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Serratus Seatbelt Work: Improve Scapular Upward Rotation

I’m wondering if you also have a similar question to the one that Australian Rehab Trainer John wrote in with last week?  (LOVE these types of questions by the way!):

 Hi Ulrik,


The taping video you released recently when his scapula was taped was very interesting…I’m just wondering how much demand gyms would have for skills a Master Rehab Trainer would have that a normal Rehab Trainer wouldn’t? Correct me if I’m wrong but if a clients limbs are being taped would that mean they are in some sort of pain?

And if they are in pain would we normally just refer to an allied health professional?

I’m just wondering if we would find these master rehab skills in demand if we are not physiotherapists?


[If you’re interested in my response feel free to scroll to very bottom..]

Exercise Physiologists and other “Injury Specialists”
Today we launch Melbourne and Sydney Rehab Practitioner courses for Injury Specialists of all types – a massive 3 day learning experience with 15 ESSA points.

You get so much equipment on this course (5 pieces!), including the Rehab Belt – which in today’s video we will give you a very small and simple taste of how you can use to overcome poor scapular movement and control. We have developed 65 unique techniques with the seatbelt alone – and you get all those in a USB to take home from the Rehab Practitioner so you can learn them.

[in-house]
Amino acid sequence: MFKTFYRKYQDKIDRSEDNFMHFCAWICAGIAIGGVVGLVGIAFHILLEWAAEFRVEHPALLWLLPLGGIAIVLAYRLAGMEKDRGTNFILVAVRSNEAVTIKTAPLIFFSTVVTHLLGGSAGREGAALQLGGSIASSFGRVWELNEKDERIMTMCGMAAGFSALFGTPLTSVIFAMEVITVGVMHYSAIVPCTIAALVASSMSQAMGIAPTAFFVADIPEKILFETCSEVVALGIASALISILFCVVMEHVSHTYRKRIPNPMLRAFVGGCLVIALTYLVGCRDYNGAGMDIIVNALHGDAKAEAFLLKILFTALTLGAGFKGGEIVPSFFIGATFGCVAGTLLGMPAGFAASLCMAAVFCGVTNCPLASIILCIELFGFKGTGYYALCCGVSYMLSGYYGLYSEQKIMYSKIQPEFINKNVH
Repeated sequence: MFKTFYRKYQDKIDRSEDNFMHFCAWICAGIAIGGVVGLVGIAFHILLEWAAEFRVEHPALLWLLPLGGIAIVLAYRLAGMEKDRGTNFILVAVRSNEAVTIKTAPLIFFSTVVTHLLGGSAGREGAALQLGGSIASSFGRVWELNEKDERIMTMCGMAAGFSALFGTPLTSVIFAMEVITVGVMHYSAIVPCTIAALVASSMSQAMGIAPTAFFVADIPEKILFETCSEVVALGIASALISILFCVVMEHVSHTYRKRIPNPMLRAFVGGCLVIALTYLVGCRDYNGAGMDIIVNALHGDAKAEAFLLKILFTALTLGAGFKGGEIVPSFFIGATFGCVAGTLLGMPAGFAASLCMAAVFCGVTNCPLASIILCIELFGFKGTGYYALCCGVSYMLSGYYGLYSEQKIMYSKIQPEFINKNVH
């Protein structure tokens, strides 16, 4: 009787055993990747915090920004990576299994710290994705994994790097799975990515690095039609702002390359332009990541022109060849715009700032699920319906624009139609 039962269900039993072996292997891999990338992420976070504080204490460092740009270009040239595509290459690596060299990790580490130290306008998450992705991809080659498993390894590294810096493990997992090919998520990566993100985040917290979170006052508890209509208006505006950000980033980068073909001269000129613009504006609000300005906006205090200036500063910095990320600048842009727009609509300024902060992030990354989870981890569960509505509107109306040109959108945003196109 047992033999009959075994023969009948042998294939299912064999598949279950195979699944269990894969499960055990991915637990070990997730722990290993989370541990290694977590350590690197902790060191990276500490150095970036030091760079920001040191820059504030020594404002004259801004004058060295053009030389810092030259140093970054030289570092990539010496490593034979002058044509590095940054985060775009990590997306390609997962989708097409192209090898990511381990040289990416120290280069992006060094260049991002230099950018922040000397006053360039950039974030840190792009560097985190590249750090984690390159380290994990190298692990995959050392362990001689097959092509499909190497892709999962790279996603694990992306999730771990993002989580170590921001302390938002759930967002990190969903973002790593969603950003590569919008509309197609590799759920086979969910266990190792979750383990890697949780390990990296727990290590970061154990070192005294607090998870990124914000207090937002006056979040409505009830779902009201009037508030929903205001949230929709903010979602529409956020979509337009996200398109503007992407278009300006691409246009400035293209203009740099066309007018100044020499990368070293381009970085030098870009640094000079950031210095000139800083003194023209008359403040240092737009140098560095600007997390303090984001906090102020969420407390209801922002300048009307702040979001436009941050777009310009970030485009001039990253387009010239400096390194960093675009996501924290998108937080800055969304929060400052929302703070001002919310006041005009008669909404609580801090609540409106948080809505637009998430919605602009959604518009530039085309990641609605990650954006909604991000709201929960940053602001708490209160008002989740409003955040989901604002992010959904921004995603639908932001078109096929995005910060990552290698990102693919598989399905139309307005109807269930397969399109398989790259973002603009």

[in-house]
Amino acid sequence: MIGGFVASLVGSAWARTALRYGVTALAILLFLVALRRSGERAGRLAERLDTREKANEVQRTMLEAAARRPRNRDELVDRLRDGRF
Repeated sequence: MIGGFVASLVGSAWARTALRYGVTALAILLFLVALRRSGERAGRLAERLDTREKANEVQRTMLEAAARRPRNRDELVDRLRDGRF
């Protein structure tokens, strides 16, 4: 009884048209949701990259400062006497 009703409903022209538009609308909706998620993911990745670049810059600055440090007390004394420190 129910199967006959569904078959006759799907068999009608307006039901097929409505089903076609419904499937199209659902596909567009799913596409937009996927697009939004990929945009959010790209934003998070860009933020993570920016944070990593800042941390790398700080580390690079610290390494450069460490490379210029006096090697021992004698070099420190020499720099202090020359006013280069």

So – enjoy using the Rehab Belt to activate and empower Serratus Anterior, and if you are a Master Rehab Trainer, Exercise Physiologist, open-minded Osteopath, Chiropractor or Physiotherapist – then we might see you soon on Practitioner!

Go Serratus,



Hi John – good question!

First, unless you attended a Masterclass how could you know whether the skills would work for a gym clientele…haha? 😉

The Masterclass skills are evolved for not just clinical use (physios etc), but also for gym use – for Rehab Trainers who are becoming quite specialised for their rehab / corrective exercise skills with clients who do have low risk aches and pains.

In regards to having clients in pain….Perhaps you have forgotten that the initial core skill of Rehab Training is “Risk Assessment” – the critical skill of deciding whether a client’s pain is high or low risk.  

The whole point of Rehab Training is to help clients in pain (most clients!), through movement correction (not through treatment or therapy per se). Once you are reasonably confident they are a “low risk” pain with your risk assessment, then you engage all your movement assessment, trigger pointing / myofascial release, and activation / exercise prescription skills to help them.

And if you have done Masterclass you would be able to do even more:

  • assess mobility deficits at a very high level,
  • teach them to use a Pressure Biofeedback Unit (PBU) to control their movement even more accurately,
  • and perhaps Tape them to enhance their muscle activation and learning (which also comes through having less pain of course!).

May I please use your question in a newsletter asap? [He said yes] It’s so at the core of what we are about, and I do think the message isn’t easily getting across to 75% of RTs.

Cheers mate and thanks again for the question,